Adequate public infrastructure is crucial for any country to achieve its economic ambitions, notably in the manufacturing sector. The infrastructure left by the British was used as a basis for the first industrialisation wave and was then gradually upgraded and modernised to enable the subsequent industrialisation moves. Internal connectivity, external connectivity and later on internet connectivity were aggressively developed to enhance competitiveness and eventually position the country as an indisputable international manufacturing platform.

A Strategically-Located Country

In the 1970s, in the face of the eroding cost-competitiveness of their domestic market, a number of Japanese firms engaged in labour-intensive manufacturing activities relocated to neighbouring Singapore to benefit from the low-cost labour and pro-business environment. Japanese manufacturing firms have since then maintained their presence in Singapore whilst shifting their investments to higher value-added activities, thus contributing to the next industrialisation waves.  Panasonic, Fujitsu, Hitachi and Toshiba are still present today in Singapore. Besides, the strategic location of Singapore in the South East Asian region, at the crossroads of major maritime routes permitted the city-state to position itself as a competitive maritime hub, leveraging on its historic role as an entrepôt port.  In 1972, the country inaugurated the TanjorPaga Container Port, the first container port of South East Asia. This maritime connectivity factor provided a unique competitive edge to Singapore in its efforts to attract foreign manufacturing firms.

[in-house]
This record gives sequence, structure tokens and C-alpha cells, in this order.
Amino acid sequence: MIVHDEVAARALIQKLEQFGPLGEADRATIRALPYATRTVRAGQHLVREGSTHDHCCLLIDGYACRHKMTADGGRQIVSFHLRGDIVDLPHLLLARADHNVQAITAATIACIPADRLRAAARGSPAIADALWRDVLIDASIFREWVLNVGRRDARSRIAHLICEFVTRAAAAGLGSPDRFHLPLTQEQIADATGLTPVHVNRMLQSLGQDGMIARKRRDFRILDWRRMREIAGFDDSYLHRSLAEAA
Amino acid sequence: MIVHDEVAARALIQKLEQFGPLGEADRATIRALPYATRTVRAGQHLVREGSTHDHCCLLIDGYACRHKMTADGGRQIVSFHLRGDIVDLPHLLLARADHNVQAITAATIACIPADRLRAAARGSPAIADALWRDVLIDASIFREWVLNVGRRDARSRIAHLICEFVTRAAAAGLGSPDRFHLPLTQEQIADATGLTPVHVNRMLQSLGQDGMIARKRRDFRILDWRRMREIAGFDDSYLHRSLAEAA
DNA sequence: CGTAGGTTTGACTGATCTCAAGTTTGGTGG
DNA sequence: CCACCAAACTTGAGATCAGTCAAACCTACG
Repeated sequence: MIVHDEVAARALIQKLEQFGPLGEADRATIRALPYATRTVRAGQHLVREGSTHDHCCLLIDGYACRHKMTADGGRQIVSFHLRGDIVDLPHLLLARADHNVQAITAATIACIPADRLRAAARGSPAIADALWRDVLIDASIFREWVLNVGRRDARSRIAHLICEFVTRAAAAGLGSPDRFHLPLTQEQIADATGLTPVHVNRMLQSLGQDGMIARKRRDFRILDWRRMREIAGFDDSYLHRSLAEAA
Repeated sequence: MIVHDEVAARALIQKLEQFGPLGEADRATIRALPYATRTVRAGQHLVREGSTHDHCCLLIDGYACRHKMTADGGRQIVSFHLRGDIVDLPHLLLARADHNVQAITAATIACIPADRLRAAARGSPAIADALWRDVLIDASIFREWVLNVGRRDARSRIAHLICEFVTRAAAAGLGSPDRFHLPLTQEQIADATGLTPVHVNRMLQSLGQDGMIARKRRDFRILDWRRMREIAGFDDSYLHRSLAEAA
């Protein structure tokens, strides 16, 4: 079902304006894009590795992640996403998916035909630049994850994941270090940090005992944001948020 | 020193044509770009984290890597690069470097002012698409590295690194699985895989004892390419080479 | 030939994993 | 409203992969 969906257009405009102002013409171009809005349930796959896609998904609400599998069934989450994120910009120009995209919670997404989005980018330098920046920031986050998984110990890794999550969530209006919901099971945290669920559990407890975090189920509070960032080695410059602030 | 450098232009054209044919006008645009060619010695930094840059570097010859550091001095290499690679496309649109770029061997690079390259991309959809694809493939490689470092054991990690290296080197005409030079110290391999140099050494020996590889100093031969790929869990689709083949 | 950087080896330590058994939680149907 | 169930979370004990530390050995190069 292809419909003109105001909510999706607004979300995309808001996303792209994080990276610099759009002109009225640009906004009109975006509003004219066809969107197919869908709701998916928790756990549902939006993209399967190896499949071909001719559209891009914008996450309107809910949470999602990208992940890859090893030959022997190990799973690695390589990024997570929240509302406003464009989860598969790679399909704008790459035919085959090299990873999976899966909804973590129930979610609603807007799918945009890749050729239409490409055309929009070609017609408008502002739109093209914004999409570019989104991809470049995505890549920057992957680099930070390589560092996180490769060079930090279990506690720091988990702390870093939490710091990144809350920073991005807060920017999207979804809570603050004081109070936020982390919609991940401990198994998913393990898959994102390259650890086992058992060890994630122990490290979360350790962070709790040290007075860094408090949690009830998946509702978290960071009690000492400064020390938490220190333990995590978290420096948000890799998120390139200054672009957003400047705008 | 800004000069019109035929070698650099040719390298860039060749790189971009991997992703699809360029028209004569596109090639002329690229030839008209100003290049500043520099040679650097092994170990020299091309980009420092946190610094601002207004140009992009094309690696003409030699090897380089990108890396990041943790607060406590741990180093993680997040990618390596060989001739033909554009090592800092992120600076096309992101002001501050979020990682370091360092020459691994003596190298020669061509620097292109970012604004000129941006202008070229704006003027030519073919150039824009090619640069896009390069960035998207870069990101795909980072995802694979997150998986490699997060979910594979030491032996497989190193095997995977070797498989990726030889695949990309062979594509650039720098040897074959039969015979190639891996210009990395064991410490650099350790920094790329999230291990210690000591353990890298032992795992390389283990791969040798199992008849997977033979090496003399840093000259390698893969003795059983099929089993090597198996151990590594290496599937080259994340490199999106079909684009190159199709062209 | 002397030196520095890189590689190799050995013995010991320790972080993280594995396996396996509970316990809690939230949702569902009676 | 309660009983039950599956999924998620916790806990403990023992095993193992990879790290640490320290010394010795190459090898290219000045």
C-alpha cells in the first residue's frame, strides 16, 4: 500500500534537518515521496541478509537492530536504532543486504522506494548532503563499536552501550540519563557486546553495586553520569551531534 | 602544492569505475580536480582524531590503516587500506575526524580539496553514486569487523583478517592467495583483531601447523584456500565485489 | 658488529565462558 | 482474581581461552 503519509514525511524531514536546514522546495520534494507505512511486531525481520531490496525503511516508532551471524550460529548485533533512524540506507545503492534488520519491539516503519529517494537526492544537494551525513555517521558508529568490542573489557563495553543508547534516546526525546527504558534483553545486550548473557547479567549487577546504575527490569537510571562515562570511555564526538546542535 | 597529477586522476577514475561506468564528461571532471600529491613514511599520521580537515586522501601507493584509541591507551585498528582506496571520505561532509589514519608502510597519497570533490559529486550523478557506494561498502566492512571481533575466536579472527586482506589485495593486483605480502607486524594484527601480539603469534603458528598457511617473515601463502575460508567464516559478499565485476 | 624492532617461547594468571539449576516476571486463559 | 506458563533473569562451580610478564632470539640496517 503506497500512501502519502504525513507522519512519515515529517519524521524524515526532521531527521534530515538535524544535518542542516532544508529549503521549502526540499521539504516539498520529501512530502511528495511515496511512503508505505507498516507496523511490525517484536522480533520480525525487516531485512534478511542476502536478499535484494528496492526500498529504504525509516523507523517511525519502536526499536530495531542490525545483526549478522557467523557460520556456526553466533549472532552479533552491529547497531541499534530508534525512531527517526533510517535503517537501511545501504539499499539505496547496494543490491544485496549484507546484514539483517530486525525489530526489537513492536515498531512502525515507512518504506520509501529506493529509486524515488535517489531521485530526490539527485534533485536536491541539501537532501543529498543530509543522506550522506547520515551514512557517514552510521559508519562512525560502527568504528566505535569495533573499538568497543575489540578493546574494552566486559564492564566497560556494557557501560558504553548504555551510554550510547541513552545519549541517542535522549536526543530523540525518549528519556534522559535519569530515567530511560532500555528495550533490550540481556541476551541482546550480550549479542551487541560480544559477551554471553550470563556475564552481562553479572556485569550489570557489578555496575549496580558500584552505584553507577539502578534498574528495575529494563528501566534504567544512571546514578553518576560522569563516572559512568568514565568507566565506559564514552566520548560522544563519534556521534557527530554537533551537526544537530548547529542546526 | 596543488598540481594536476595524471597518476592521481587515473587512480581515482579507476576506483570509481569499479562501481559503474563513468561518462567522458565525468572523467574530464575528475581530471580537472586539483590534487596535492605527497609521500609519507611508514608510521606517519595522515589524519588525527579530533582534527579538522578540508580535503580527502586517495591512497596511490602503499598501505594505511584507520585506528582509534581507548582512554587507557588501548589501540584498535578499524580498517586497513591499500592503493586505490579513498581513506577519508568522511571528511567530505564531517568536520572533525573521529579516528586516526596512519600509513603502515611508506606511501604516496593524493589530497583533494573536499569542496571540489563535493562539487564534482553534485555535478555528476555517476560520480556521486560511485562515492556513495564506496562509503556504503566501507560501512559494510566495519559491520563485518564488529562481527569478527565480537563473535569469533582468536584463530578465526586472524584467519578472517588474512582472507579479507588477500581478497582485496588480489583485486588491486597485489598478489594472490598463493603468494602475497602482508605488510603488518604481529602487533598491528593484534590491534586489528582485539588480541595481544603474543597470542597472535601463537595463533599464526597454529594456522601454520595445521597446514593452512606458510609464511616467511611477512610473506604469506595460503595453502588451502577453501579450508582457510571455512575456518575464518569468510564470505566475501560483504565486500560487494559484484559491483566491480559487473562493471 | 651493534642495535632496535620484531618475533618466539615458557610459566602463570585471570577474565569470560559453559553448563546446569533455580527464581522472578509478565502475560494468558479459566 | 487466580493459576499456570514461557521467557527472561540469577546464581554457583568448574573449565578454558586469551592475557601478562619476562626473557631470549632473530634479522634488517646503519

A Proactive Investment Promotion Agenda

The achievements of Singapore in the industrial sector would not have been possible without the capital, knowledge, competencies and technologies brought in by foreign investors. On the one hand, a pro-business environment was established for foreign investors whilst on the other hand the EDB proactively and aggressively enticed major foreign companies to locate their activities in Singapore. Collaboration and partnership agreements were also signed with reputed international companies and organisations to reinforce the country’s capabilities in terms of human capital and research & development.

Enhanced Wealth-Creation Potential through Research & Development and Innovation